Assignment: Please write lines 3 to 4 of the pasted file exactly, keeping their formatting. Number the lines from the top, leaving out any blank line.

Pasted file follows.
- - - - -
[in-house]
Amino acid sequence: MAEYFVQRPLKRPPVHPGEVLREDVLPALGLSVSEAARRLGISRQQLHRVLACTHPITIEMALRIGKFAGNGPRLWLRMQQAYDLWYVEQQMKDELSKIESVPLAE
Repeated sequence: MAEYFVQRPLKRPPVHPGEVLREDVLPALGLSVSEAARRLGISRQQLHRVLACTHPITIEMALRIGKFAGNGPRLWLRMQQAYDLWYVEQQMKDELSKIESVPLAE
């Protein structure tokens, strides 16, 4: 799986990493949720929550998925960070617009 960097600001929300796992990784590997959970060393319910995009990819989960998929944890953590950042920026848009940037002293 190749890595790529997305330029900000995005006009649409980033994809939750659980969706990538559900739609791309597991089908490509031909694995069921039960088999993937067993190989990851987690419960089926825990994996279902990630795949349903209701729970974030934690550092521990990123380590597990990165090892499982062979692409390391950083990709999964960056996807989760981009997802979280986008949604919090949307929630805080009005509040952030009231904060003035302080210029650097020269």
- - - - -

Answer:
Repeated sequence: MAEYFVQRPLKRPPVHPGEVLREDVLPALGLSVSEAARRLGISRQQLHRVLACTHPITIEMALRIGKFAGNGPRLWLRMQQAYDLWYVEQQMKDELSKIESVPLAE
């Protein structure tokens, strides 16, 4: 799986990493949720929550998925960070617009 960097600001929300796992990784590997959970060393319910995009990819989960998929944890953590950042920026848009940037002293 190749890595790529997305330029900000995005006009649409980033994809939750659980969706990538559900739609791309597991089908490509031909694995069921039960088999993937067993190989990851987690419960089926825990994996279902990630795949349903209701729970974030934690550092521990990123380590597990990165090892499982062979692409390391950083990709999964960056996807989760981009997802979280986008949604919090949307929630805080009005509040952030009231904060003035302080210029650097020269």